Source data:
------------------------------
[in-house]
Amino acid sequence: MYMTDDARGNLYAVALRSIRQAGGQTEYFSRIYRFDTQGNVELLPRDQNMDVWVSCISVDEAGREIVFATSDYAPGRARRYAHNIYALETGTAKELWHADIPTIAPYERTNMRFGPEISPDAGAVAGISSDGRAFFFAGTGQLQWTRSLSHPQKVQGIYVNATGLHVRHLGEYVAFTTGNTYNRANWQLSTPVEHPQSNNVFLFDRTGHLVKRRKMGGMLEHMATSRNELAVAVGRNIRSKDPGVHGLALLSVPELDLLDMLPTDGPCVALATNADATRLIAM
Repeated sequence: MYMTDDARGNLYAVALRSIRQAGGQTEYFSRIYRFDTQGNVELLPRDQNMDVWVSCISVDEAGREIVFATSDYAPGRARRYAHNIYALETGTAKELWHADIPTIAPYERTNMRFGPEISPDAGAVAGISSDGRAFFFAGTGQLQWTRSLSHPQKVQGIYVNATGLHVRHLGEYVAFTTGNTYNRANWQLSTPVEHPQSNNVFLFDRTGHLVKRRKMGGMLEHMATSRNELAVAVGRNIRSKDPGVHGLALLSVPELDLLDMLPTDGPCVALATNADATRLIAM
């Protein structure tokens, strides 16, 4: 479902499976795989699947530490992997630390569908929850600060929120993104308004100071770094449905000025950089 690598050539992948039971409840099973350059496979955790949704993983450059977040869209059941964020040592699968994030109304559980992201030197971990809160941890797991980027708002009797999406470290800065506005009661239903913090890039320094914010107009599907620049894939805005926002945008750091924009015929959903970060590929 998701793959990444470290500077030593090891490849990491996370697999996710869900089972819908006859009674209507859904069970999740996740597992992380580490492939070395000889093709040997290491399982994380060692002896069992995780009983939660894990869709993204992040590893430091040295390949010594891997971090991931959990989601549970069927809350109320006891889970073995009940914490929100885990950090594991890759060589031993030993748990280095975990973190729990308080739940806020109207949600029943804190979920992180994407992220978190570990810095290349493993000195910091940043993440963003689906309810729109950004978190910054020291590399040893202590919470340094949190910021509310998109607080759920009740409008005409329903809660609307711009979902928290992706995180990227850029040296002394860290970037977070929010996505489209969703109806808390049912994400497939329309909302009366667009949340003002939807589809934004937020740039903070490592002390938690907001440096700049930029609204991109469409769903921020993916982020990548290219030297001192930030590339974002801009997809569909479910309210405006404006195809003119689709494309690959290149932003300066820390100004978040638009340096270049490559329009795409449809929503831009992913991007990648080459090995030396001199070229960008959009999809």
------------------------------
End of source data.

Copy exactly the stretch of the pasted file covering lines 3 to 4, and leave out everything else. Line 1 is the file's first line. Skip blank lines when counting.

Repeated sequence: MYMTDDARGNLYAVALRSIRQAGGQTEYFSRIYRFDTQGNVELLPRDQNMDVWVSCISVDEAGREIVFATSDYAPGRARRYAHNIYALETGTAKELWHADIPTIAPYERTNMRFGPEISPDAGAVAGISSDGRAFFFAGTGQLQWTRSLSHPQKVQGIYVNATGLHVRHLGEYVAFTTGNTYNRANWQLSTPVEHPQSNNVFLFDRTGHLVKRRKMGGMLEHMATSRNELAVAVGRNIRSKDPGVHGLALLSVPELDLLDMLPTDGPCVALATNADATRLIAM
């Protein structure tokens, strides 16, 4: 479902499976795989699947530490992997630390569908929850600060929120993104308004100071770094449905000025950089 690598050539992948039971409840099973350059496979955790949704993983450059977040869209059941964020040592699968994030109304559980992201030197971990809160941890797991980027708002009797999406470290800065506005009661239903913090890039320094914010107009599907620049894939805005926002945008750091924009015929959903970060590929 998701793959990444470290500077030593090891490849990491996370697999996710869900089972819908006859009674209507859904069970999740996740597992992380580490492939070395000889093709040997290491399982994380060692002896069992995780009983939660894990869709993204992040590893430091040295390949010594891997971090991931959990989601549970069927809350109320006891889970073995009940914490929100885990950090594991890759060589031993030993748990280095975990973190729990308080739940806020109207949600029943804190979920992180994407992220978190570990810095290349493993000195910091940043993440963003689906309810729109950004978190910054020291590399040893202590919470340094949190910021509310998109607080759920009740409008005409329903809660609307711009979902928290992706995180990227850029040296002394860290970037977070929010996505489209969703109806808390049912994400497939329309909302009366667009949340003002939807589809934004937020740039903070490592002390938690907001440096700049930029609204991109469409769903921020993916982020990548290219030297001192930030590339974002801009997809569909479910309210405006404006195809003119689709494309690959290149932003300066820390100004978040638009340096270049490559329009795409449809929503831009992913991007990648080459090995030396001199070229960008959009999809």